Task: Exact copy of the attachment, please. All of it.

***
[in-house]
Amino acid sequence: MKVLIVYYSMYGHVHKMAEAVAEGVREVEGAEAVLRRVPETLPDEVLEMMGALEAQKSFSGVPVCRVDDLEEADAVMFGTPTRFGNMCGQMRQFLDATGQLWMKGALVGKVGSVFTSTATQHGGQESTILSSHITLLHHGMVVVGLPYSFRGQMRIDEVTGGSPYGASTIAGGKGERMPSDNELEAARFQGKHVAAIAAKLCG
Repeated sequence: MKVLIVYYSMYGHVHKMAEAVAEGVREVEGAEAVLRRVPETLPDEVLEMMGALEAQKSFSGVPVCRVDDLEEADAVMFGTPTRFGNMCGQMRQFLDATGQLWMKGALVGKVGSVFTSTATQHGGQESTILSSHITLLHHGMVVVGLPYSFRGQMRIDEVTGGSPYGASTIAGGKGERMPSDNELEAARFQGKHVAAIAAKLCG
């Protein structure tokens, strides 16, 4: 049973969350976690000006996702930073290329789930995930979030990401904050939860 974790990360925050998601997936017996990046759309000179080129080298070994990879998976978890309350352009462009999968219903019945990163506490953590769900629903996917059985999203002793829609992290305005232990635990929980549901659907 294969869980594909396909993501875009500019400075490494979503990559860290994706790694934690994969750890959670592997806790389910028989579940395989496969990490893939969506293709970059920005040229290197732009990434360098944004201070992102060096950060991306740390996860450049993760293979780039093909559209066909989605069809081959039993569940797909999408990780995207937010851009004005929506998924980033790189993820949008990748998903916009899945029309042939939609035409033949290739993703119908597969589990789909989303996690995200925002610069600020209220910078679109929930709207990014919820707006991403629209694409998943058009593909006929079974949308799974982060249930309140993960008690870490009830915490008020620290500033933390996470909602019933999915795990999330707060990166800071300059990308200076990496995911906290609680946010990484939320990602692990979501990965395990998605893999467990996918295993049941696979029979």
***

[in-house]
Amino acid sequence: MKVLIVYYSMYGHVHKMAEAVAEGVREVEGAEAVLRRVPETLPDEVLEMMGALEAQKSFSGVPVCRVDDLEEADAVMFGTPTRFGNMCGQMRQFLDATGQLWMKGALVGKVGSVFTSTATQHGGQESTILSSHITLLHHGMVVVGLPYSFRGQMRIDEVTGGSPYGASTIAGGKGERMPSDNELEAARFQGKHVAAIAAKLCG
Repeated sequence: MKVLIVYYSMYGHVHKMAEAVAEGVREVEGAEAVLRRVPETLPDEVLEMMGALEAQKSFSGVPVCRVDDLEEADAVMFGTPTRFGNMCGQMRQFLDATGQLWMKGALVGKVGSVFTSTATQHGGQESTILSSHITLLHHGMVVVGLPYSFRGQMRIDEVTGGSPYGASTIAGGKGERMPSDNELEAARFQGKHVAAIAAKLCG
């Protein structure tokens, strides 16, 4: 049973969350976690000006996702930073290329789930995930979030990401904050939860 974790990360925050998601997936017996990046759309000179080129080298070994990879998976978890309350352009462009999968219903019945990163506490953590769900629903996917059985999203002793829609992290305005232990635990929980549901659907 294969869980594909396909993501875009500019400075490494979503990559860290994706790694934690994969750890959670592997806790389910028989579940395989496969990490893939969506293709970059920005040229290197732009990434360098944004201070992102060096950060991306740390996860450049993760293979780039093909559209066909989605069809081959039993569940797909999408990780995207937010851009004005929506998924980033790189993820949008990748998903916009899945029309042939939609035409033949290739993703119908597969589990789909989303996690995200925002610069600020209220910078679109929930709207990014919820707006991403629209694409998943058009593909006929079974949308799974982060249930309140993960008690870490009830915490008020620290500033933390996470909602019933999915795990999330707060990166800071300059990308200076990496995911906290609680946010990484939320990602692990979501990965395990998605893999467990996918295993049941696979029979």